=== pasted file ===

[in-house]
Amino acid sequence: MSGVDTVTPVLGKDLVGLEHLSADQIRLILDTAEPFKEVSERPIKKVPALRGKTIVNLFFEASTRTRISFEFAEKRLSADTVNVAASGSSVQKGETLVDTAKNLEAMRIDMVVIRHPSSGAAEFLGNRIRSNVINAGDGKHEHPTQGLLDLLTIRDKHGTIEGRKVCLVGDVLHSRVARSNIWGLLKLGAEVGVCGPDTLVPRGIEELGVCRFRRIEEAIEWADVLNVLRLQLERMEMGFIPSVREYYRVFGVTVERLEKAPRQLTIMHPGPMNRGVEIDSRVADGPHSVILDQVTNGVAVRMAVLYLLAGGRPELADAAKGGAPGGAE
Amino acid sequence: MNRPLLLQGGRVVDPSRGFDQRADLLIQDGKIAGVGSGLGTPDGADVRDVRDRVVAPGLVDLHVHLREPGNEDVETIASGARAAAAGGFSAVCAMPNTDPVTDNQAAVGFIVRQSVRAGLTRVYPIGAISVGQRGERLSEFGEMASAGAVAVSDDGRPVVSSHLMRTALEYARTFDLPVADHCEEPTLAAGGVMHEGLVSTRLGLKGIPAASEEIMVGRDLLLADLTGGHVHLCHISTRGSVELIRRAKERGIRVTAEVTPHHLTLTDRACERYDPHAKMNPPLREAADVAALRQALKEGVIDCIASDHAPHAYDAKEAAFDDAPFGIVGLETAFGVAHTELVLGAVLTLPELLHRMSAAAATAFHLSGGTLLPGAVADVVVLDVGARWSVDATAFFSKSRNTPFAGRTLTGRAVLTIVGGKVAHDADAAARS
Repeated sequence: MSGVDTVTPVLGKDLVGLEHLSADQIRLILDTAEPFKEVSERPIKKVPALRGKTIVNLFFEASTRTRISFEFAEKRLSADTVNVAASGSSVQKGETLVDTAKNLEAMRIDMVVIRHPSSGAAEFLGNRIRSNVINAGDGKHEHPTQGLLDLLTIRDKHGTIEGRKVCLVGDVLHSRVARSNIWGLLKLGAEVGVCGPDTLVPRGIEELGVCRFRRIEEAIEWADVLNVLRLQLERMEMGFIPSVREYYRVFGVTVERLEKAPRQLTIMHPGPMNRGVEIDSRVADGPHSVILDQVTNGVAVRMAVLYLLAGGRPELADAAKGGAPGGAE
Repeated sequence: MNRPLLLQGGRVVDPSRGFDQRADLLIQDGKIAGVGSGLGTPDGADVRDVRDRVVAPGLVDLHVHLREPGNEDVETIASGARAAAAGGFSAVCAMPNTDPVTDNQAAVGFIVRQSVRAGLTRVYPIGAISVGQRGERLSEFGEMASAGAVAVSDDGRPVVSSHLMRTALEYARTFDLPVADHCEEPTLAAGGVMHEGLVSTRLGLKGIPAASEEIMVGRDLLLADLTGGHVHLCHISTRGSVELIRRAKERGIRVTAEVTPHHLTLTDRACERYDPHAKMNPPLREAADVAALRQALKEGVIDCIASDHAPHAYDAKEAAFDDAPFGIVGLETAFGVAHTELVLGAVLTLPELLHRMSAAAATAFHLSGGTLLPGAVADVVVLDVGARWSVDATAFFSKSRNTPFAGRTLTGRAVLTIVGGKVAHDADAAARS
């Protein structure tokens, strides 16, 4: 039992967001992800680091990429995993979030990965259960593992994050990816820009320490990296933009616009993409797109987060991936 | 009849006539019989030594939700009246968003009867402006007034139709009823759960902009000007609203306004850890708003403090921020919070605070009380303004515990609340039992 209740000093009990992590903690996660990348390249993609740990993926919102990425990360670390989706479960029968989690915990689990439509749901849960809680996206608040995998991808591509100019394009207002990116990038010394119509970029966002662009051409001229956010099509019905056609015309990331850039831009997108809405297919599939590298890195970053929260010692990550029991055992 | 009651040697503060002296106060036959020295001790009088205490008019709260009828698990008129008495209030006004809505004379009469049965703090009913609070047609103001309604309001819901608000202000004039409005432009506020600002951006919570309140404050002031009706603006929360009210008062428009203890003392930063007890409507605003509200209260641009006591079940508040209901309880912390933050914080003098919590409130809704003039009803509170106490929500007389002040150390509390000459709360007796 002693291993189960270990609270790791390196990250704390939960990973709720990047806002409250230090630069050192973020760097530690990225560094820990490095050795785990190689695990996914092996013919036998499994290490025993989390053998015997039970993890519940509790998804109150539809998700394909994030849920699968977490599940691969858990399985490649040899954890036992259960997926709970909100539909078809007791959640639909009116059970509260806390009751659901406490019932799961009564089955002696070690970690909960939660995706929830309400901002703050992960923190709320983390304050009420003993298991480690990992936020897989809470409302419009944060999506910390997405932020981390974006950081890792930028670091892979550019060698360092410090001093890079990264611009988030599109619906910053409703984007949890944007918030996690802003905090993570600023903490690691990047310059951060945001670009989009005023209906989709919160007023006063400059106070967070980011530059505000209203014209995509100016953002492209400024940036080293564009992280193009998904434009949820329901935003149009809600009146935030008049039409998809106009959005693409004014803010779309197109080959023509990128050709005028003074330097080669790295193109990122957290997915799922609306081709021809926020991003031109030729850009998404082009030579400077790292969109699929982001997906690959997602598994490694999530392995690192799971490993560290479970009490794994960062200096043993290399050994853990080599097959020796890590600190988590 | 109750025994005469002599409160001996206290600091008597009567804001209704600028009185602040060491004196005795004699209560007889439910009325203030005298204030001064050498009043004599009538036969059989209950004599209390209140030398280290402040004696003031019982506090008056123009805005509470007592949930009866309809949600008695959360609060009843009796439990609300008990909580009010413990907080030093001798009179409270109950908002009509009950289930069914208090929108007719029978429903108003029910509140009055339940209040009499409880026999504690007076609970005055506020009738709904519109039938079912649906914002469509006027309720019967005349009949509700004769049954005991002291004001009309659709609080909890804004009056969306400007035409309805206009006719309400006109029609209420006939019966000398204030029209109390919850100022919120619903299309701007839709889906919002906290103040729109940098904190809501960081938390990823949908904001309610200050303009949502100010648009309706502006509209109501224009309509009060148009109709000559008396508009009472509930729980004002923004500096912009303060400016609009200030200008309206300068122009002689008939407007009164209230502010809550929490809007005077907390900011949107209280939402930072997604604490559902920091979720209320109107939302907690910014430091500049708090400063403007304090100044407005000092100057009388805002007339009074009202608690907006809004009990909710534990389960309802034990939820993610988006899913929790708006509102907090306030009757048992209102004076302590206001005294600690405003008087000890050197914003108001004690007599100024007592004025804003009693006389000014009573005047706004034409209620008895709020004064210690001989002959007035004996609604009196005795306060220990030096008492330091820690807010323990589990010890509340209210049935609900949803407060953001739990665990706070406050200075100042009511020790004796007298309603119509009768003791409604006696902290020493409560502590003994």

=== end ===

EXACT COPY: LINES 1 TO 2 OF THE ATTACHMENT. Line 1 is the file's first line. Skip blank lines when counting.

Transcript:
[in-house]
Amino acid sequence: MSGVDTVTPVLGKDLVGLEHLSADQIRLILDTAEPFKEVSERPIKKVPALRGKTIVNLFFEASTRTRISFEFAEKRLSADTVNVAASGSSVQKGETLVDTAKNLEAMRIDMVVIRHPSSGAAEFLGNRIRSNVINAGDGKHEHPTQGLLDLLTIRDKHGTIEGRKVCLVGDVLHSRVARSNIWGLLKLGAEVGVCGPDTLVPRGIEELGVCRFRRIEEAIEWADVLNVLRLQLERMEMGFIPSVREYYRVFGVTVERLEKAPRQLTIMHPGPMNRGVEIDSRVADGPHSVILDQVTNGVAVRMAVLYLLAGGRPELADAAKGGAPGGAE